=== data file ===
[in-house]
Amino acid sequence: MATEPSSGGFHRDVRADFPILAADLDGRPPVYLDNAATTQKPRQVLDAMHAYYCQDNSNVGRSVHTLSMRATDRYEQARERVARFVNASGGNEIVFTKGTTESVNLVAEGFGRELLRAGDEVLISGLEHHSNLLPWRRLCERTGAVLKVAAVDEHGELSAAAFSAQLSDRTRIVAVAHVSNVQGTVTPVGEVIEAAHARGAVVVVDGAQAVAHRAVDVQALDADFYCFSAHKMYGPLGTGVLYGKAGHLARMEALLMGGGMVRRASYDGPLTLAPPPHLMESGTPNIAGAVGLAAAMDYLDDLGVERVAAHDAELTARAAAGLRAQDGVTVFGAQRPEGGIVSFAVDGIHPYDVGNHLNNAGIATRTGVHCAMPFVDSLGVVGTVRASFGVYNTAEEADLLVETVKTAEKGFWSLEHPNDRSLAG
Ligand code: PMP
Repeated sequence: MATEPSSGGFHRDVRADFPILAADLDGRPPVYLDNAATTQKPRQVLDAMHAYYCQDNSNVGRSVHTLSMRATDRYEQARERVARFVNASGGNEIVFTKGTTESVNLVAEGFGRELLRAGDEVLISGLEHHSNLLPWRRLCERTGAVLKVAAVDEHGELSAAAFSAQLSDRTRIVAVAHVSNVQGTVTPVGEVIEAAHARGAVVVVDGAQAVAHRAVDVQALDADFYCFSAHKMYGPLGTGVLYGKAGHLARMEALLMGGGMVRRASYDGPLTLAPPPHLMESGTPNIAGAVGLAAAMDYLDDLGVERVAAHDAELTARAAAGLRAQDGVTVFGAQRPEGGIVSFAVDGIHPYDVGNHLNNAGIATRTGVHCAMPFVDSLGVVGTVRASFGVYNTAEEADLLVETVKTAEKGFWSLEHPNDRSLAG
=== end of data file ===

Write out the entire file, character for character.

[in-house]
Amino acid sequence: MATEPSSGGFHRDVRADFPILAADLDGRPPVYLDNAATTQKPRQVLDAMHAYYCQDNSNVGRSVHTLSMRATDRYEQARERVARFVNASGGNEIVFTKGTTESVNLVAEGFGRELLRAGDEVLISGLEHHSNLLPWRRLCERTGAVLKVAAVDEHGELSAAAFSAQLSDRTRIVAVAHVSNVQGTVTPVGEVIEAAHARGAVVVVDGAQAVAHRAVDVQALDADFYCFSAHKMYGPLGTGVLYGKAGHLARMEALLMGGGMVRRASYDGPLTLAPPPHLMESGTPNIAGAVGLAAAMDYLDDLGVERVAAHDAELTARAAAGLRAQDGVTVFGAQRPEGGIVSFAVDGIHPYDVGNHLNNAGIATRTGVHCAMPFVDSLGVVGTVRASFGVYNTAEEADLLVETVKTAEKGFWSLEHPNDRSLAG
Ligand code: PMP
Repeated sequence: MATEPSSGGFHRDVRADFPILAADLDGRPPVYLDNAATTQKPRQVLDAMHAYYCQDNSNVGRSVHTLSMRATDRYEQARERVARFVNASGGNEIVFTKGTTESVNLVAEGFGRELLRAGDEVLISGLEHHSNLLPWRRLCERTGAVLKVAAVDEHGELSAAAFSAQLSDRTRIVAVAHVSNVQGTVTPVGEVIEAAHARGAVVVVDGAQAVAHRAVDVQALDADFYCFSAHKMYGPLGTGVLYGKAGHLARMEALLMGGGMVRRASYDGPLTLAPPPHLMESGTPNIAGAVGLAAAMDYLDDLGVERVAAHDAELTARAAAGLRAQDGVTVFGAQRPEGGIVSFAVDGIHPYDVGNHLNNAGIATRTGVHCAMPFVDSLGVVGTVRASFGVYNTAEEADLLVETVKTAEKGFWSLEHPNDRSLAG